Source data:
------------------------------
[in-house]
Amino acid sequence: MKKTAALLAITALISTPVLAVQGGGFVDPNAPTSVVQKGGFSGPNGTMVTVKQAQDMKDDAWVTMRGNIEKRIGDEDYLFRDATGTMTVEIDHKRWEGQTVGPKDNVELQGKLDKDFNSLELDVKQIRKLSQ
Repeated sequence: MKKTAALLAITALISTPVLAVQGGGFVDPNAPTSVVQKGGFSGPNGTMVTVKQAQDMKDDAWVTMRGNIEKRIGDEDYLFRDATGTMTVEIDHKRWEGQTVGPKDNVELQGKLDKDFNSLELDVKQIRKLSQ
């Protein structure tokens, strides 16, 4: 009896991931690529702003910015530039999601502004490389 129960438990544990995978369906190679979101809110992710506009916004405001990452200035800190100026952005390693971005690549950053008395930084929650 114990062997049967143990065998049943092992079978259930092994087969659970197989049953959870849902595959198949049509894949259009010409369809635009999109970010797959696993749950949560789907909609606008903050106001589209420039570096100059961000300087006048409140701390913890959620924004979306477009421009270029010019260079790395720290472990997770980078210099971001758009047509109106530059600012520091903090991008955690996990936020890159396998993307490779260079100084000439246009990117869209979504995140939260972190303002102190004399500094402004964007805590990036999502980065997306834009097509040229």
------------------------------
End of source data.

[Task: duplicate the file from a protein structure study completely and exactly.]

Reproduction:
[in-house]
Amino acid sequence: MKKTAALLAITALISTPVLAVQGGGFVDPNAPTSVVQKGGFSGPNGTMVTVKQAQDMKDDAWVTMRGNIEKRIGDEDYLFRDATGTMTVEIDHKRWEGQTVGPKDNVELQGKLDKDFNSLELDVKQIRKLSQ
Repeated sequence: MKKTAALLAITALISTPVLAVQGGGFVDPNAPTSVVQKGGFSGPNGTMVTVKQAQDMKDDAWVTMRGNIEKRIGDEDYLFRDATGTMTVEIDHKRWEGQTVGPKDNVELQGKLDKDFNSLELDVKQIRKLSQ
């Protein structure tokens, strides 16, 4: 009896991931690529702003910015530039999601502004490389 129960438990544990995978369906190679979101809110992710506009916004405001990452200035800190100026952005390693971005690549950053008395930084929650 114990062997049967143990065998049943092992079978259930092994087969659970197989049953959870849902595959198949049509894949259009010409369809635009999109970010797959696993749950949560789907909609606008903050106001589209420039570096100059961000300087006048409140701390913890959620924004979306477009421009270029010019260079790395720290472990997770980078210099971001758009047509109106530059600012520091903090991008955690996990936020890159396998993307490779260079100084000439246009990117869209979504995140939260972190303002102190004399500094402004964007805590990036999502980065997306834009097509040229």